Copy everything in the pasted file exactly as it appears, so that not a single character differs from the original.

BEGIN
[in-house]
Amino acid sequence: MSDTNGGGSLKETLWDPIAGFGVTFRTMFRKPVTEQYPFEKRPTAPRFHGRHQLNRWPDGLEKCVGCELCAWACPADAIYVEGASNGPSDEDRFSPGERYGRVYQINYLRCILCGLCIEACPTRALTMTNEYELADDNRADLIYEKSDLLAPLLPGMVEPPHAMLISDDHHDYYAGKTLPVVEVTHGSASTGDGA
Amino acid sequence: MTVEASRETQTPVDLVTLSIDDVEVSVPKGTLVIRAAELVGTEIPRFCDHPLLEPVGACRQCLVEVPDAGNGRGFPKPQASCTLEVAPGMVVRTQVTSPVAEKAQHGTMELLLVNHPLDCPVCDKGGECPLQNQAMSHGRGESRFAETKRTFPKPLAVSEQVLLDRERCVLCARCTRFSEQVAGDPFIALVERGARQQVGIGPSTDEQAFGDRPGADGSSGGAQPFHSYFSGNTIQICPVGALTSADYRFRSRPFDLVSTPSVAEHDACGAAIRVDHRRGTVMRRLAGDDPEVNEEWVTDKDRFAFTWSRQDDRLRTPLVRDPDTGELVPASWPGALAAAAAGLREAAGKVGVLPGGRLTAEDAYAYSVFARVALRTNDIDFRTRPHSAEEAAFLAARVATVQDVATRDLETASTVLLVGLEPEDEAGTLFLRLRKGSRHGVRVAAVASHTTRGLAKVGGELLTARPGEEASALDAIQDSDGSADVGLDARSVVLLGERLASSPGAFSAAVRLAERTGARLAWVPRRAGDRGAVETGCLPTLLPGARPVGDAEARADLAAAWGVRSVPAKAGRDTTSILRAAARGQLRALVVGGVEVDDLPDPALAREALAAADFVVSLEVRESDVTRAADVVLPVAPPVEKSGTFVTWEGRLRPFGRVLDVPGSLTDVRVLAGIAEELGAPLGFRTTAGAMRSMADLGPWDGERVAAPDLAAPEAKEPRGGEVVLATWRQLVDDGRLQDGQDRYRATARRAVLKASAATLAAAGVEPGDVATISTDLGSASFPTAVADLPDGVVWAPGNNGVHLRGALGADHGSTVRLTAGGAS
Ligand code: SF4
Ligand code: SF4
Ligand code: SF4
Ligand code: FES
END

[in-house]
Amino acid sequence: MSDTNGGGSLKETLWDPIAGFGVTFRTMFRKPVTEQYPFEKRPTAPRFHGRHQLNRWPDGLEKCVGCELCAWACPADAIYVEGASNGPSDEDRFSPGERYGRVYQINYLRCILCGLCIEACPTRALTMTNEYELADDNRADLIYEKSDLLAPLLPGMVEPPHAMLISDDHHDYYAGKTLPVVEVTHGSASTGDGA
Amino acid sequence: MTVEASRETQTPVDLVTLSIDDVEVSVPKGTLVIRAAELVGTEIPRFCDHPLLEPVGACRQCLVEVPDAGNGRGFPKPQASCTLEVAPGMVVRTQVTSPVAEKAQHGTMELLLVNHPLDCPVCDKGGECPLQNQAMSHGRGESRFAETKRTFPKPLAVSEQVLLDRERCVLCARCTRFSEQVAGDPFIALVERGARQQVGIGPSTDEQAFGDRPGADGSSGGAQPFHSYFSGNTIQICPVGALTSADYRFRSRPFDLVSTPSVAEHDACGAAIRVDHRRGTVMRRLAGDDPEVNEEWVTDKDRFAFTWSRQDDRLRTPLVRDPDTGELVPASWPGALAAAAAGLREAAGKVGVLPGGRLTAEDAYAYSVFARVALRTNDIDFRTRPHSAEEAAFLAARVATVQDVATRDLETASTVLLVGLEPEDEAGTLFLRLRKGSRHGVRVAAVASHTTRGLAKVGGELLTARPGEEASALDAIQDSDGSADVGLDARSVVLLGERLASSPGAFSAAVRLAERTGARLAWVPRRAGDRGAVETGCLPTLLPGARPVGDAEARADLAAAWGVRSVPAKAGRDTTSILRAAARGQLRALVVGGVEVDDLPDPALAREALAAADFVVSLEVRESDVTRAADVVLPVAPPVEKSGTFVTWEGRLRPFGRVLDVPGSLTDVRVLAGIAEELGAPLGFRTTAGAMRSMADLGPWDGERVAAPDLAAPEAKEPRGGEVVLATWRQLVDDGRLQDGQDRYRATARRAVLKASAATLAAAGVEPGDVATISTDLGSASFPTAVADLPDGVVWAPGNNGVHLRGALGADHGSTVRLTAGGAS
Ligand code: SF4
Ligand code: SF4
Ligand code: SF4
Ligand code: FES